No, I had no idea this is what I would do in life. I wanted to be a pilot and then I wanted to be a lawyer but things didn't work out the way I had planned. I studied in a boarding school down South for six years and while I was there, I used to randomly cut my friend's hair because we were not really allowed to go to salons. So, I invariably ended up being the one giving everyone trims and cuts and doing fun stuff for them. So when I moved back and went to Jaihind College in Bombay, I wanted to assist Coleen Khan who is one of the biggest hairstylists of our country. After college, I started training under her and she recommended I do a self-grooming course which turned into an artist's course which led me to London and New York. So one thing led to another and when I discovered I'm good at it and I wanted to be the best so I pursued it to the fullest.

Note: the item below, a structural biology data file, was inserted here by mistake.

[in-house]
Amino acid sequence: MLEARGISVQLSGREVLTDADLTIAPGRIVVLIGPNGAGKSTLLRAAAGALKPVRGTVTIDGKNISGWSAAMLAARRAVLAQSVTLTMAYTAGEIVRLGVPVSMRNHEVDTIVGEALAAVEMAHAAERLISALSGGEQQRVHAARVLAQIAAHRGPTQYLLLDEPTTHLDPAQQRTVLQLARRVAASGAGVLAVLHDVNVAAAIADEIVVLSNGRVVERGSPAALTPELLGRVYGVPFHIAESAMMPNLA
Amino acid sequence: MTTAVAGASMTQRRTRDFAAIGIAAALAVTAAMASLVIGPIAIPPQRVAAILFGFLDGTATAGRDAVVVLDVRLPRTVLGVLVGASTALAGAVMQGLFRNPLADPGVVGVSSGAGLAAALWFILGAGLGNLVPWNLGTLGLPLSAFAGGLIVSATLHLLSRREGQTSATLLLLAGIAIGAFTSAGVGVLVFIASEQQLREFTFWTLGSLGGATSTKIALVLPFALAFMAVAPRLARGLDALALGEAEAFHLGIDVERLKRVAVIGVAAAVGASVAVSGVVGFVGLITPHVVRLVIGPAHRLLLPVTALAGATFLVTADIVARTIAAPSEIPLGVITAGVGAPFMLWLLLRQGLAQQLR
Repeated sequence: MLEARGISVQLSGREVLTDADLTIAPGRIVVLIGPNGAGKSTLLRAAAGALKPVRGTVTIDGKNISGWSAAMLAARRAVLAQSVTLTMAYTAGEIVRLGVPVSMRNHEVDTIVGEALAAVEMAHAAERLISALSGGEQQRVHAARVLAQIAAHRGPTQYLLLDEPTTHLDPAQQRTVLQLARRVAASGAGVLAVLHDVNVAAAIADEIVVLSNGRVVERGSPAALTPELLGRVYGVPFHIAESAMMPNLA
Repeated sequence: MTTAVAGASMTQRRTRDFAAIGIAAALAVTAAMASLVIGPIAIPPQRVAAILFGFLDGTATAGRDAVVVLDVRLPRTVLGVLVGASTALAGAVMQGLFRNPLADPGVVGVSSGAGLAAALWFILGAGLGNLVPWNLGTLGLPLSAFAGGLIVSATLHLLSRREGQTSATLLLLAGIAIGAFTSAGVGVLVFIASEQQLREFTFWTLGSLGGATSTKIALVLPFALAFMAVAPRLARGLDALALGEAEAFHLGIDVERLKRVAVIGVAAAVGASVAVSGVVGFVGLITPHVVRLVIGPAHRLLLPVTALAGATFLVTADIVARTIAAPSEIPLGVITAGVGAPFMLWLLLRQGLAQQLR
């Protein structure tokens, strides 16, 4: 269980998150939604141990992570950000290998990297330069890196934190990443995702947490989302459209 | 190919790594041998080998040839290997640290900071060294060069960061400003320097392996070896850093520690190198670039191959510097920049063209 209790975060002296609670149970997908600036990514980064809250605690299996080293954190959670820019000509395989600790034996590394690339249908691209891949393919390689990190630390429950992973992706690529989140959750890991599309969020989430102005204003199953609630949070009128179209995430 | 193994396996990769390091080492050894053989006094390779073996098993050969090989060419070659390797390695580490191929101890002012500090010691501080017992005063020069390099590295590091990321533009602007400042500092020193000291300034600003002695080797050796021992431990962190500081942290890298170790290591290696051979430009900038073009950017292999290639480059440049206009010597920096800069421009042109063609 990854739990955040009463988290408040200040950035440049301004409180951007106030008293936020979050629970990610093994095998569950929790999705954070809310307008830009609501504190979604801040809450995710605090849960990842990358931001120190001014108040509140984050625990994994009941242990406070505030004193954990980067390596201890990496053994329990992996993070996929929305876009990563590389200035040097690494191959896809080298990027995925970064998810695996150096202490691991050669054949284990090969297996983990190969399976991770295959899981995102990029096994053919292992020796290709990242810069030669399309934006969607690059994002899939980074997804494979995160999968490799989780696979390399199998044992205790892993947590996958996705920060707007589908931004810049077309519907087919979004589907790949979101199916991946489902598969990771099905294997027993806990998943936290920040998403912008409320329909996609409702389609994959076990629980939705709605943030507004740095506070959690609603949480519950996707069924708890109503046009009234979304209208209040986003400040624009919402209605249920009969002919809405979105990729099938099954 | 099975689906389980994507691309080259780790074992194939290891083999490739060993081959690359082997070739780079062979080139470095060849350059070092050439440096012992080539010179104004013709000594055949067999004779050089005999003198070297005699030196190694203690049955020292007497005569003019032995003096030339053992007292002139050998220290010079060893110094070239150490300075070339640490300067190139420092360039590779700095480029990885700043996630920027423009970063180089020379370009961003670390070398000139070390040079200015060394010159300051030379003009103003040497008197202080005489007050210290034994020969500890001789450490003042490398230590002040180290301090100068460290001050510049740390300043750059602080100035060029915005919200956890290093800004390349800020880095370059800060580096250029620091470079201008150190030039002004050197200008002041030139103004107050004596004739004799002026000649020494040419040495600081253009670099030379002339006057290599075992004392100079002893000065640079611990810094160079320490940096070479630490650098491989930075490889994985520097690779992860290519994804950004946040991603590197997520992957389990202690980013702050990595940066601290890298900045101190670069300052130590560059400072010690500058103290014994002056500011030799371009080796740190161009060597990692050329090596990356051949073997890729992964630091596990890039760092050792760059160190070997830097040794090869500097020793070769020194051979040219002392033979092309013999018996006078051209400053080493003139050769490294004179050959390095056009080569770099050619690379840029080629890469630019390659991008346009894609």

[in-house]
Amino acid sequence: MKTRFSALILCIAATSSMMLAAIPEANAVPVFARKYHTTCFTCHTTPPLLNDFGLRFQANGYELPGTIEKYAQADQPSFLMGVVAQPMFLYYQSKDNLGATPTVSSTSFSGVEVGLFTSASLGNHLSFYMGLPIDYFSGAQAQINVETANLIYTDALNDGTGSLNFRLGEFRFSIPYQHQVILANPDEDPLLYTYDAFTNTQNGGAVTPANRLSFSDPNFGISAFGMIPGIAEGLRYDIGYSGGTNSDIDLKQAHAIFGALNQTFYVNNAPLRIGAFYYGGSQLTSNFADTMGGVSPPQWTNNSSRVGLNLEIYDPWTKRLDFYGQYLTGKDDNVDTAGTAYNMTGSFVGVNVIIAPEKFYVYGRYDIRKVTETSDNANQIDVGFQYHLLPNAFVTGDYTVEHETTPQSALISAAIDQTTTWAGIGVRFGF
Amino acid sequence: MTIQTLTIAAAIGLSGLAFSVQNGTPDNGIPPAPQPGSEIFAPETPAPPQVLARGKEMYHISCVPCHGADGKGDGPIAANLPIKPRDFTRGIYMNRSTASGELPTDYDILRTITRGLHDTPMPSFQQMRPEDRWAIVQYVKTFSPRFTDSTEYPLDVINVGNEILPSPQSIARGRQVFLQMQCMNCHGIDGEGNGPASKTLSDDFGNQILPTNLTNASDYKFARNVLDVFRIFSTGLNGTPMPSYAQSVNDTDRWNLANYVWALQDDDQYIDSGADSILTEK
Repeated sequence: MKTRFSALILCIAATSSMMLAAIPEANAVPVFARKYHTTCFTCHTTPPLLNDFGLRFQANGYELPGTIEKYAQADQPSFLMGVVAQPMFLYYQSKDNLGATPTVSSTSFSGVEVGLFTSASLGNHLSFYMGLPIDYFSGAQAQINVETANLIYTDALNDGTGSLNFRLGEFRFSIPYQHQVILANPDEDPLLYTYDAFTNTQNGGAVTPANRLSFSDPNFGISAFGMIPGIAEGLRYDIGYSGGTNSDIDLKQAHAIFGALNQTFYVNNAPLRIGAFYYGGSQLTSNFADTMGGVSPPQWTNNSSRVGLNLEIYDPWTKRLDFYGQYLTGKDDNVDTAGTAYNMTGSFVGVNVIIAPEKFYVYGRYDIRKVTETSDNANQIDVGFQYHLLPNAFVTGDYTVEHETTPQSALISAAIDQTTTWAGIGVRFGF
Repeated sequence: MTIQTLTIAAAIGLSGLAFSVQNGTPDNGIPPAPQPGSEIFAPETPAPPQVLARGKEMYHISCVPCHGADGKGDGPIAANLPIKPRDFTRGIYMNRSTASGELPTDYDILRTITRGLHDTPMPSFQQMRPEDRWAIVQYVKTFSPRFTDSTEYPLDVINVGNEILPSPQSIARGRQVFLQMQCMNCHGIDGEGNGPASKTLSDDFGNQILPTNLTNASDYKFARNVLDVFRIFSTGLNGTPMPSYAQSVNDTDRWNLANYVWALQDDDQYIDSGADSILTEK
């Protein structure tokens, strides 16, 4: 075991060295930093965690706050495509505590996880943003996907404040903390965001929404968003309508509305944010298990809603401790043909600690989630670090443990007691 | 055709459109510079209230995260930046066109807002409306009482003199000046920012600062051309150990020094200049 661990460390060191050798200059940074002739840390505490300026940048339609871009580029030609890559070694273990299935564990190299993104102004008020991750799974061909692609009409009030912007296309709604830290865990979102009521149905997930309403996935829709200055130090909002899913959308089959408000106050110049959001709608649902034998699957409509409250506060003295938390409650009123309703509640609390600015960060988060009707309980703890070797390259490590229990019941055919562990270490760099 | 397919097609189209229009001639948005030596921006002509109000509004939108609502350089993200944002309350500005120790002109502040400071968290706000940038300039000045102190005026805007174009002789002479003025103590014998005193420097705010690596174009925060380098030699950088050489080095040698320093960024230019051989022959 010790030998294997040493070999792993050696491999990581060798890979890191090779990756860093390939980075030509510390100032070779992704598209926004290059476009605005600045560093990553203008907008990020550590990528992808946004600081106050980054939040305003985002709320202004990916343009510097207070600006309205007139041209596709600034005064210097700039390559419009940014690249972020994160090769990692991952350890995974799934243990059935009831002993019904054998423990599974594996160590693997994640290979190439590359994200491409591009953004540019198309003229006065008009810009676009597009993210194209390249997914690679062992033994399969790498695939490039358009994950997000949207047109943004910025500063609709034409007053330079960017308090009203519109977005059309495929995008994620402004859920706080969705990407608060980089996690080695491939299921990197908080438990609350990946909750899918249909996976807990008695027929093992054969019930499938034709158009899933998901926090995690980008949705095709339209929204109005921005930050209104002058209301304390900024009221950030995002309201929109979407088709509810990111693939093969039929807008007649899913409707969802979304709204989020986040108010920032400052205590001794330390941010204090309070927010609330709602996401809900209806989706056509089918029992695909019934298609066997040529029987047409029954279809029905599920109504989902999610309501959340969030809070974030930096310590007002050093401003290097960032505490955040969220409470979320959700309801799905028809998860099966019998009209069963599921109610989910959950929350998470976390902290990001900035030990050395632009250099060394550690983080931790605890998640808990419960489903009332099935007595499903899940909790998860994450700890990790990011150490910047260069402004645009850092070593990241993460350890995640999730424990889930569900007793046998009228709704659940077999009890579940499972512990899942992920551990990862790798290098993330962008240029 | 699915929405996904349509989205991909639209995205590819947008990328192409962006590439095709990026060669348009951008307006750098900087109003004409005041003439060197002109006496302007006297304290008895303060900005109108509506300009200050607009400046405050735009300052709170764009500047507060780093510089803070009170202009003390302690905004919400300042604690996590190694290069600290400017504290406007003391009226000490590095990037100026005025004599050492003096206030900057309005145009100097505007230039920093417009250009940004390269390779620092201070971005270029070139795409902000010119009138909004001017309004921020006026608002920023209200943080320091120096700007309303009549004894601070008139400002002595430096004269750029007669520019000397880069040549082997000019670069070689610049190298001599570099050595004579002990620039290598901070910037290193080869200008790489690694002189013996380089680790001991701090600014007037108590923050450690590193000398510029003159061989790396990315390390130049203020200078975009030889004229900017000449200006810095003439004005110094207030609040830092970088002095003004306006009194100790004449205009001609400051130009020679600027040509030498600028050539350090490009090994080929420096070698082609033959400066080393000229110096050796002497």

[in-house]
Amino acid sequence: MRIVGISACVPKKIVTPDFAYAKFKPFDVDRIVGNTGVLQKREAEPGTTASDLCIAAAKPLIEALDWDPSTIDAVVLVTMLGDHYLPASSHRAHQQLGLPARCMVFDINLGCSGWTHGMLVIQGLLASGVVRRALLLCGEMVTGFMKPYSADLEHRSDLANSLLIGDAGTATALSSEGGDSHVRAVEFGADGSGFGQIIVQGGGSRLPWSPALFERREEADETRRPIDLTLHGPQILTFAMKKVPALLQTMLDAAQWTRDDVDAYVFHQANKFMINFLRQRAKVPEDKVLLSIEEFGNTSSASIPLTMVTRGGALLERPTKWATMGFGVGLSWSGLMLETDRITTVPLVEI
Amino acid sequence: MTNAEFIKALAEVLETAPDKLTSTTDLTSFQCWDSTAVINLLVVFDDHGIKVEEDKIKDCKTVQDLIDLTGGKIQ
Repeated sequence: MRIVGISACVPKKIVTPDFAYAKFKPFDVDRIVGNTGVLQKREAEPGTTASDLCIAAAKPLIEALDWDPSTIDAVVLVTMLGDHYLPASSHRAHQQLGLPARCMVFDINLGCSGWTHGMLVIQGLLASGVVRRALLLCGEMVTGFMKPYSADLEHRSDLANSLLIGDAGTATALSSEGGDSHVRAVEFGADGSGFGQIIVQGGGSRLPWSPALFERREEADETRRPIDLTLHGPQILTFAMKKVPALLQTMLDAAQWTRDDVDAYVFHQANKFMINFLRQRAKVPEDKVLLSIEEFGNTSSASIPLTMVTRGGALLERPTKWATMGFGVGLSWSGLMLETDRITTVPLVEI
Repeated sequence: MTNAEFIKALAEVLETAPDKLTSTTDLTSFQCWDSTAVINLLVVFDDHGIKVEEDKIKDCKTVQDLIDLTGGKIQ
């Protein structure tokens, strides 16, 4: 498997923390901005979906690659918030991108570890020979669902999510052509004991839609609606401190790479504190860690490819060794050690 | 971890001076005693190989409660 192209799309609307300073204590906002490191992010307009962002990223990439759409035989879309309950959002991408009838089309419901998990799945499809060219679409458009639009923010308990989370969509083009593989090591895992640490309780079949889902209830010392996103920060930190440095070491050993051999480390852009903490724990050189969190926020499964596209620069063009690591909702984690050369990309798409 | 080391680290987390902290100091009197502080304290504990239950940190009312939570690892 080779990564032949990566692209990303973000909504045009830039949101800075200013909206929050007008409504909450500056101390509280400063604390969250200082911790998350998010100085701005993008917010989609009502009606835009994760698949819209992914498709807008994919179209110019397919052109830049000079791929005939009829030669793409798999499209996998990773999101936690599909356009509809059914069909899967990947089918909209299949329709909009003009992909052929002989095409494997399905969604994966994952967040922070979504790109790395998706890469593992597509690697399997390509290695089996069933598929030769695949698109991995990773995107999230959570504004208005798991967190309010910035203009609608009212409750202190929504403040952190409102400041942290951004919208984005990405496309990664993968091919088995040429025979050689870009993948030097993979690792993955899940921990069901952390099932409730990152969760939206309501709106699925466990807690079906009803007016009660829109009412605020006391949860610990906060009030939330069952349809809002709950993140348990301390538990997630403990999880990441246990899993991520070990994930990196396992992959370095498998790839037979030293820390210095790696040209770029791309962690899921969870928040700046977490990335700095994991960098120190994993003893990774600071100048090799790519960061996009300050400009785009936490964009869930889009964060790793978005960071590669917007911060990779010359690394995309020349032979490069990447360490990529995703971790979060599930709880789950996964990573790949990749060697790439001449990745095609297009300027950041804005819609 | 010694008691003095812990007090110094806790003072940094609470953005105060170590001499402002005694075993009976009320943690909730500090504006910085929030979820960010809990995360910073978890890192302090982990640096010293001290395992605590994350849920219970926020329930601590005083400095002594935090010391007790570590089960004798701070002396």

What, according to you, are some of the most glaring makeup myths?
I think its quite personal to be honest. The one general rule that I really believe in is that one should wipe off all their makeup before going to bed at night. I remember when I was learning initially they taught us that your skin should be absolutely clean and bare of any moisture before applying foundation. It was common to think that if you apply moisturizer and eye-cream before your makeup, it doesn't stay on as long. I don't think that's true at all, I think the more you hydrate and care for your skin, the better makeup glides on and stays on. Another big myth is that not everyone can wear red lipstick which I think is absolute rubbish. There is a red out there for everyone, you just have to understand your skin-tone and your undertone. If you are more of a yellowish or greenish tone, a red with a lovely orange undertone will look beautiful. If you have a bluish pinkish undertone, then a red with burgundy or wine would look amazing on you. There is a new myth being busted everyday, I could go on and on.